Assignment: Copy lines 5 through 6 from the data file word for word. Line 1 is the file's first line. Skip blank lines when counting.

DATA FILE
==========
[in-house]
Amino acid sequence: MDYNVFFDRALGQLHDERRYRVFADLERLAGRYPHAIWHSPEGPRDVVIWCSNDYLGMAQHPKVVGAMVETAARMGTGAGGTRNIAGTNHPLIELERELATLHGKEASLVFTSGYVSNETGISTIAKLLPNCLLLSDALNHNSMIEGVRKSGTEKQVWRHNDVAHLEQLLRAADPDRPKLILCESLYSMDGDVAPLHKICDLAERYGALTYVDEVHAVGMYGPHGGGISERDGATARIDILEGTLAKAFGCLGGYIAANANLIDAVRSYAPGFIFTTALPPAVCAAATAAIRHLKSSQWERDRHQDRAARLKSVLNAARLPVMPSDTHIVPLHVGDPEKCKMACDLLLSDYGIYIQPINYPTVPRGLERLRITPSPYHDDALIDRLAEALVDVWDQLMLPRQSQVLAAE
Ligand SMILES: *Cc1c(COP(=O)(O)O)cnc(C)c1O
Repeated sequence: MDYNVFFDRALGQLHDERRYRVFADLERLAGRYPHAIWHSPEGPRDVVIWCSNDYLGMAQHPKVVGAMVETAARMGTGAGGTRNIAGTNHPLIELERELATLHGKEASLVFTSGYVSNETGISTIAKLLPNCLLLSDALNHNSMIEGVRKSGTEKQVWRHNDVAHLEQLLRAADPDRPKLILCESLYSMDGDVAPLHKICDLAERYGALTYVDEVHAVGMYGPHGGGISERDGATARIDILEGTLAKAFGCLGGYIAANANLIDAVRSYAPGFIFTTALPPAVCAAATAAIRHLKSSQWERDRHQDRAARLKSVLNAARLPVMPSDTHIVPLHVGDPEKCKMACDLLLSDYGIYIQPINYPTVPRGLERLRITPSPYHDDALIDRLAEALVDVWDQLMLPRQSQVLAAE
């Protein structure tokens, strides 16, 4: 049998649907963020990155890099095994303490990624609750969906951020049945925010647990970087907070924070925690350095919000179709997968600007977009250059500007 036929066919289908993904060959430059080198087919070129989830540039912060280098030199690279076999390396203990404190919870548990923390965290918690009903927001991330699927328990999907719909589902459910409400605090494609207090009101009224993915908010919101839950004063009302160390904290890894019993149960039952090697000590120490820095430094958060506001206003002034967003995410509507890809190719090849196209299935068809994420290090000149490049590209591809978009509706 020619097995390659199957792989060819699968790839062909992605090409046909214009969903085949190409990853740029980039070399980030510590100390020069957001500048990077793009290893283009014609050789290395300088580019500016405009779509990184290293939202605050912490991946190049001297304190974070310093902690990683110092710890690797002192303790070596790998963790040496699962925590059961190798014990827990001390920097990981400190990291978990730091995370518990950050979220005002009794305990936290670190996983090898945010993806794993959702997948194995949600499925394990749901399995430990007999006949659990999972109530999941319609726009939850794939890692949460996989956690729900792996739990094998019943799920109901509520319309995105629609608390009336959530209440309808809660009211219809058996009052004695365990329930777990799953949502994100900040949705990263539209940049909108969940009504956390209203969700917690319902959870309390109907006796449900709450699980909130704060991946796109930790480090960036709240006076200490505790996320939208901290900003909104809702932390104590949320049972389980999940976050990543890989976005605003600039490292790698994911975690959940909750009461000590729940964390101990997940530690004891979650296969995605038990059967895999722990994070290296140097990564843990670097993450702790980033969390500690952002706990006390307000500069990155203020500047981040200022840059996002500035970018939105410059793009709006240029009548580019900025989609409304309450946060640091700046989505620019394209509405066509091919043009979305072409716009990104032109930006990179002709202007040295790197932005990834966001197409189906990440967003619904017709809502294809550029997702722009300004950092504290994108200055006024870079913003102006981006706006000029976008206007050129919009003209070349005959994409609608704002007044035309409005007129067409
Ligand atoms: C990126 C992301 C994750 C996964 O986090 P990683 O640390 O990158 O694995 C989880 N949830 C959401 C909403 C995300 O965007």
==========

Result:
């Protein structure tokens, strides 16, 4: 049998649907963020990155890099095994303490990624609750969906951020049945925010647990970087907070924070925690350095919000179709997968600007977009250059500007 036929066919289908993904060959430059080198087919070129989830540039912060280098030199690279076999390396203990404190919870548990923390965290918690009903927001991330699927328990999907719909589902459910409400605090494609207090009101009224993915908010919101839950004063009302160390904290890894019993149960039952090697000590120490820095430094958060506001206003002034967003995410509507890809190719090849196209299935068809994420290090000149490049590209591809978009509706 020619097995390659199957792989060819699968790839062909992605090409046909214009969903085949190409990853740029980039070399980030510590100390020069957001500048990077793009290893283009014609050789290395300088580019500016405009779509990184290293939202605050912490991946190049001297304190974070310093902690990683110092710890690797002192303790070596790998963790040496699962925590059961190798014990827990001390920097990981400190990291978990730091995370518990950050979220005002009794305990936290670190996983090898945010993806794993959702997948194995949600499925394990749901399995430990007999006949659990999972109530999941319609726009939850794939890692949460996989956690729900792996739990094998019943799920109901509520319309995105629609608390009336959530209440309808809660009211219809058996009052004695365990329930777990799953949502994100900040949705990263539209940049909108969940009504956390209203969700917690319902959870309390109907006796449900709450699980909130704060991946796109930790480090960036709240006076200490505790996320939208901290900003909104809702932390104590949320049972389980999940976050990543890989976005605003600039490292790698994911975690959940909750009461000590729940964390101990997940530690004891979650296969995605038990059967895999722990994070290296140097990564843990670097993450702790980033969390500690952002706990006390307000500069990155203020500047981040200022840059996002500035970018939105410059793009709006240029009548580019900025989609409304309450946060640091700046989505620019394209509405066509091919043009979305072409716009990104032109930006990179002709202007040295790197932005990834966001197409189906990440967003619904017709809502294809550029997702722009300004950092504290994108200055006024870079913003102006981006706006000029976008206007050129919009003209070349005959994409609608704002007044035309409005007129067409
Ligand atoms: C990126 C992301 C994750 C996964 O986090 P990683 O640390 O990158 O694995 C989880 N949830 C959401 C909403 C995300 O965007």